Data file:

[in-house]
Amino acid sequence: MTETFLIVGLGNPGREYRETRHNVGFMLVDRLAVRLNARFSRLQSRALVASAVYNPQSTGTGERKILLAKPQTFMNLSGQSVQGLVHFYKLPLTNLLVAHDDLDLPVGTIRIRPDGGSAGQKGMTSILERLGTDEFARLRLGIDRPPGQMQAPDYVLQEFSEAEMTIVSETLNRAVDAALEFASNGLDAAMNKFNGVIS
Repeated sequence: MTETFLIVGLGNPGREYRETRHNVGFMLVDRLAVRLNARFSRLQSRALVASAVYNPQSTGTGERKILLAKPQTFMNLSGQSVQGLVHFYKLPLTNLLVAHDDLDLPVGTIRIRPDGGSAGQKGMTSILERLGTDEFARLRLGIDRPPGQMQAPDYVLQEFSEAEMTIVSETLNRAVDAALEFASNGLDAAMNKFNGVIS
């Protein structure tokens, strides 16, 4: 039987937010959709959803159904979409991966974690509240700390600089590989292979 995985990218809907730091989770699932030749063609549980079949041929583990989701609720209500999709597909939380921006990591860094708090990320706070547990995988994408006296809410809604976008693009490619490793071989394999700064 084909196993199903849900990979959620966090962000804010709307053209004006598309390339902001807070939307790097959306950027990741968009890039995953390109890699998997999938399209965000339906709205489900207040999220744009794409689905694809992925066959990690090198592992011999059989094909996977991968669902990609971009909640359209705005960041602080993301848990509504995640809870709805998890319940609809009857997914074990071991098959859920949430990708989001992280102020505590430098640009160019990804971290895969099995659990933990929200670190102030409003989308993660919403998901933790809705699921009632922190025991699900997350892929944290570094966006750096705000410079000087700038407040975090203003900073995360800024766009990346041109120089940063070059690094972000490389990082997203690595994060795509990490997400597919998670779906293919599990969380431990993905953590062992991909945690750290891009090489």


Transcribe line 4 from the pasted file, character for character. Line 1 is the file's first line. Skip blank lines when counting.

């Protein structure tokens, strides 16, 4: 039987937010959709959803159904979409991966974690509240700390600089590989292979 995985990218809907730091989770699932030749063609549980079949041929583990989701609720209500999709597909939380921006990591860094708090990320706070547990995988994408006296809410809604976008693009490619490793071989394999700064 084909196993199903849900990979959620966090962000804010709307053209004006598309390339902001807070939307790097959306950027990741968009890039995953390109890699998997999938399209965000339906709205489900207040999220744009794409689905694809992925066959990690090198592992011999059989094909996977991968669902990609971009909640359209705005960041602080993301848990509504995640809870709805998890319940609809009857997914074990071991098959859920949430990708989001992280102020505590430098640009160019990804971290895969099995659990933990929200670190102030409003989308993660919403998901933790809705699921009632922190025991699900997350892929944290570094966006750096705000410079000087700038407040975090203003900073995360800024766009990346041109120089940063070059690094972000490389990082997203690595994060795509990490997400597919998670779906293919599990969380431990993905953590062992991909945690750290891009090489």